Volkswagen Tiguan 2.0 TDi 150 R Line with Desirable Factory Extras Diesel 5 door Estate (2017) at Preston Motor Park Fiat and Volvo

01772 950 707

£21,000

WAS £22,500, SAVE £1,500

This VW Tiguan R Line comes with £2,110 worth of factory fitted extras including LED 'Mid' headlights, Sports suspension, and Atlantic Blue Metallic paint - Also feature d is Glass roof, Adaptive cruise control, VW Apps control, Audio system with digital media card reader, touch screen and one disc auto-changer that reads MP3 CDs, DAB Radio, Automatic air conditioning with three climate control zones, Bluetooth includes phone connection and music streaming, Centre armrest between front and rear seats, Chrome/silver roof rails, Collision warning system which activates seat belts, Computer includes average speed, average fuel consumption, instantaneous fuel consumption and range for remaining fuel. Connections for USB (front) and auxiliary audio devices , Cornering lights/kerb illumination, Day time running lights, Dual 12.3 inch touch sensitive multi-function display screen, Dynamic steering, Engine start/stop, Front fog lights, Headlight cleaners, Lane departure warning system, Light sensitive rear view mirror, Mobile Integration using Apple CarPlay, Android Auto and MirrorLink, Refrigerated storage compartment in glove compartment, Satellite navigation system with colour, 8.0 inch display, and much more.

17/02/2017

27233

Manual

Diesel 58.9 combined MPG

BLUE

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open quoteThis VW Tiguan benefits from £2,110 worth of factory fitted extras including LED 'Mid' headlights, Sports suspension, and Atlantic Blue Metallic paint. Personalised video available upon request.close quote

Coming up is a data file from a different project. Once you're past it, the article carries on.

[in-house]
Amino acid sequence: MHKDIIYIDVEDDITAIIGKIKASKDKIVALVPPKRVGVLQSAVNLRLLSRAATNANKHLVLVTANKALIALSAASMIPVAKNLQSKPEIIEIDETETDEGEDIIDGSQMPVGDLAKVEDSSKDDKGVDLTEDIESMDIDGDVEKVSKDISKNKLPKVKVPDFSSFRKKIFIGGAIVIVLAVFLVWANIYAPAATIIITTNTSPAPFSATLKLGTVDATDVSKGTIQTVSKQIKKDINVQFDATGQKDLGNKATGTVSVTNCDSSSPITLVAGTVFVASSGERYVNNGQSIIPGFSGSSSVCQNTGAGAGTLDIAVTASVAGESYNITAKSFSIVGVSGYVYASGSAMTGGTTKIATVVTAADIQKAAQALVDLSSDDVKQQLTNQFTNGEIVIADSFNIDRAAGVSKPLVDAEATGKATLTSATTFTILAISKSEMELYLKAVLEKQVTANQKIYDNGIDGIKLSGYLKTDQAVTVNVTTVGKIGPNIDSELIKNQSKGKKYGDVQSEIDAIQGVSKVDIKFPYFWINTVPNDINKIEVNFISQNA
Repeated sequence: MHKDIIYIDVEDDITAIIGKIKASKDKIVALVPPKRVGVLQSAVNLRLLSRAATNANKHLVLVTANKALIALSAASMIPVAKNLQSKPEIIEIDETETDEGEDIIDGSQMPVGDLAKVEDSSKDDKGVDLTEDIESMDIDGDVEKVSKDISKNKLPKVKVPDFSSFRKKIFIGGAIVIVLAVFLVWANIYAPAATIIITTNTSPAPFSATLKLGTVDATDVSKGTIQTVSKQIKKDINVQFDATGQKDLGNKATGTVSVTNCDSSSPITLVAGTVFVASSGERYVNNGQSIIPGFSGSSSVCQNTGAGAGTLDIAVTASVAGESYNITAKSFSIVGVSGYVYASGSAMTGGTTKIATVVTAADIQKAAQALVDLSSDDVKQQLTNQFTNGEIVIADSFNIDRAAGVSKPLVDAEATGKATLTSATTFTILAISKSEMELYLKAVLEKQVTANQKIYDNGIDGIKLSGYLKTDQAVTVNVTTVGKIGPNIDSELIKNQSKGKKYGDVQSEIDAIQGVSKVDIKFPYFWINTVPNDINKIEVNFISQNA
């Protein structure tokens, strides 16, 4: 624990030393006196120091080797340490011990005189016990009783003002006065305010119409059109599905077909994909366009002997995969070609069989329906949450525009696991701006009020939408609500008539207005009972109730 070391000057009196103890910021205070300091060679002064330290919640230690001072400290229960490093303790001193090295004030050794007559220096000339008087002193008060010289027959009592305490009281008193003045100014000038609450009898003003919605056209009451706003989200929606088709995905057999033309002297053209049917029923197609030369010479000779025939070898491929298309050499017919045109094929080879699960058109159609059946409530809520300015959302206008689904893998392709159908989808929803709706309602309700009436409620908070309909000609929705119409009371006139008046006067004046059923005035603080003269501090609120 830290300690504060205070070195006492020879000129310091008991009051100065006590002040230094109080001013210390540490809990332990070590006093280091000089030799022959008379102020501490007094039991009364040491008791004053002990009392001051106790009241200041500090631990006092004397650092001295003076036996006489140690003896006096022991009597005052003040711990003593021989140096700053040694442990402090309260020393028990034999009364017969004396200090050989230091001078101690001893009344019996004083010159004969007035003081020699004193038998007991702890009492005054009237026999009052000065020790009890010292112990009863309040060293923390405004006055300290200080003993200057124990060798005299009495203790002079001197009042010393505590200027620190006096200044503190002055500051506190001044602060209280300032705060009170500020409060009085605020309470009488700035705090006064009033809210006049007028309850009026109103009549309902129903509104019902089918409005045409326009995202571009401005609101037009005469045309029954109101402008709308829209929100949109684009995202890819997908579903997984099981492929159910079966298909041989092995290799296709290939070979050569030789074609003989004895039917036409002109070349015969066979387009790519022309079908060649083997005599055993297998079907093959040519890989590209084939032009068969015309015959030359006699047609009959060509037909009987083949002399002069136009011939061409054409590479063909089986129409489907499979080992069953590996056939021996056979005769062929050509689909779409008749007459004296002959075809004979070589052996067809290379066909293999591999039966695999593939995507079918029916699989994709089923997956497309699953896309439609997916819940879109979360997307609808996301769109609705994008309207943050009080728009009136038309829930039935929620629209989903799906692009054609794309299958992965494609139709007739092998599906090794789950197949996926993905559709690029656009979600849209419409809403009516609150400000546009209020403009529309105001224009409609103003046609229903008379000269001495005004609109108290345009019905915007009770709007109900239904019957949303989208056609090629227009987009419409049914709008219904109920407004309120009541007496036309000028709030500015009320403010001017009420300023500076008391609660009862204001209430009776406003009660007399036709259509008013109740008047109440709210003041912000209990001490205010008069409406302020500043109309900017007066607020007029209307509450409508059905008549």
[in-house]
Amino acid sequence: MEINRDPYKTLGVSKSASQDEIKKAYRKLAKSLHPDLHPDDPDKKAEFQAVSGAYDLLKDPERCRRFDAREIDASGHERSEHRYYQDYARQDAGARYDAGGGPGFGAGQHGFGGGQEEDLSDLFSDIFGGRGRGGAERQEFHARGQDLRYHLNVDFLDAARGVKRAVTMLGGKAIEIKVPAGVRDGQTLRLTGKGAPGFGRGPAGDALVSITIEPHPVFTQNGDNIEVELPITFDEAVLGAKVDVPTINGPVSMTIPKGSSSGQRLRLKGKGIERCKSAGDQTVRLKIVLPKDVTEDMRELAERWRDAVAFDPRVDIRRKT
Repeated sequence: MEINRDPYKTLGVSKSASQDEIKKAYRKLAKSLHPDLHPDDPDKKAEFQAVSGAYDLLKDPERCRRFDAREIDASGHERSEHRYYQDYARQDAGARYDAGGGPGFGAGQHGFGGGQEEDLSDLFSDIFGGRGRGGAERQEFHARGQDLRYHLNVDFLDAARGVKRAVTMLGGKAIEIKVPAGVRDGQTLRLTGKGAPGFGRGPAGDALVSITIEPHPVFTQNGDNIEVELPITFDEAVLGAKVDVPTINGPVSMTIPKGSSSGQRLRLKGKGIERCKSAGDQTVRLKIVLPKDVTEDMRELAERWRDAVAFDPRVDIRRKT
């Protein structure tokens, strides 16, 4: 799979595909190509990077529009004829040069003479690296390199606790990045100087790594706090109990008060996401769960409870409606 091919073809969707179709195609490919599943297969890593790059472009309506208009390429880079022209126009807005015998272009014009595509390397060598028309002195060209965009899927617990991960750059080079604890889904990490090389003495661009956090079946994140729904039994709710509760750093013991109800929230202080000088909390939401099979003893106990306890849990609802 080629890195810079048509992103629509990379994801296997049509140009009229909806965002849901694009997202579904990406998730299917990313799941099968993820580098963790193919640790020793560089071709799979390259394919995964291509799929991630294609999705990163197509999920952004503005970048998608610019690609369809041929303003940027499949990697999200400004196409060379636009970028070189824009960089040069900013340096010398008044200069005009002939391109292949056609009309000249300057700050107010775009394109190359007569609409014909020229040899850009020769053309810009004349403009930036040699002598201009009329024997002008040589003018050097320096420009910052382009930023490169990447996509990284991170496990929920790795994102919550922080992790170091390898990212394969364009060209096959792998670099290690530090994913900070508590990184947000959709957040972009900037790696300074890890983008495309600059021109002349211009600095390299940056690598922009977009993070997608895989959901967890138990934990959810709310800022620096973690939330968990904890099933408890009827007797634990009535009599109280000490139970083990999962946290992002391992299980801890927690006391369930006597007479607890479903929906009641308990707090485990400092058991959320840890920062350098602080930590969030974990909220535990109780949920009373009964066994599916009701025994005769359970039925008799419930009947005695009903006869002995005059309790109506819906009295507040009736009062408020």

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CO2: 125 g/km

MPG: 58.9

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This VW Tiguan R Line comes with £2,110 worth of factory fitted extras including LED 'Mid' headlights, Sports suspension, and Atlantic Blue Metallic paint - Also feature d is Glass roof, Adaptive cruise control, VW Apps control, Audio system with digital media card reader, touch screen and one disc auto-changer that reads MP3 CDs, DAB Radio, Automatic air conditioning with three climate control zones, Bluetooth includes phone connection and music streaming, Centre armrest between front and rear seats, Chrome/silver roof rails, Collision warning system which activates seat belts, Computer includes average speed, average fuel consumption, instantaneous fuel consumption and range for remaining fuel. Connections for USB front and auxiliary audio devices , Cornering lights/kerb illumination, Day time running lights, Dual 12.3 inch touch sensitive multi-function display screen, Dynamic steering, Engine start/stop, Front fog lights, Headlight cleaners, Lane departure warning system, Light

General

AdBlue: True
Badge Engine CC: 2.0
Badge Power: 150
Based On ID: N
Coin Description: TDi 150
Coin Series: R-Line
Insurance Group 1 - 50 Effective January 07: 18E
Man Corrosion Perforation Guarantee - Years: 12
Manufacturers Paintwork Guarantee - Years: 3
NCAP Adult Occupant Protection %: 96
NCAP Child Occupant Protection %: 84
NCAP Overall Rating - Effective February 09: 5
NCAP Pedestrian Protection %: 72
NCAP Safety Assist %: 68
Service Interval Frequency - Months: 12
Service Interval Mileage: 10000
Standard manufacturers warranty - Mileage: 60000
Standard manufacturers warranty - Years: 3
Vehicle Homologation Class: M1

Emissions - ICE

CO: 0.19
CO2 (g/km): 126
HC: N
HC+NOx: 0.068
Noise Level dB(A): 71
NOx: 0.047
Particles: 0.0004
Standard Euro Emissions: EURO 6

Engine and Drive Train

Camshaft: DOHC
Catalytic Convertor: True
CC: 1968
Cylinder Layout: IN-LINE
Cylinders: 4
Engine Code: DFGA
Engine Layout: FRONT TRANSVERSE
Fuel Delivery: COMMON RAIL
Gears: 6 SPEED
Number of Valves: 16
Transmission: MANUAL

Fuel Consumption - ICE

EC Combined (mpg): 58.9
EC Directive 1999/100/EC Applies: True
EC Extra Urban (mpg): 65.7
EC Urban (mpg): 50.4
WLTP - FC (l/100km) - Comb - Max: 6
WLTP - FC (l/100km) - Comb - Min: 5.9
WLTP - MPG - Comb - Max: 47.1
WLTP - MPG - Comb - Min: 47.9

Performance

0 to 62 mph (secs): 9.3
Engine Power - BHP: 150
Engine Power - KW: 110
Engine Power - PS: True
Engine Power - RPM: 3500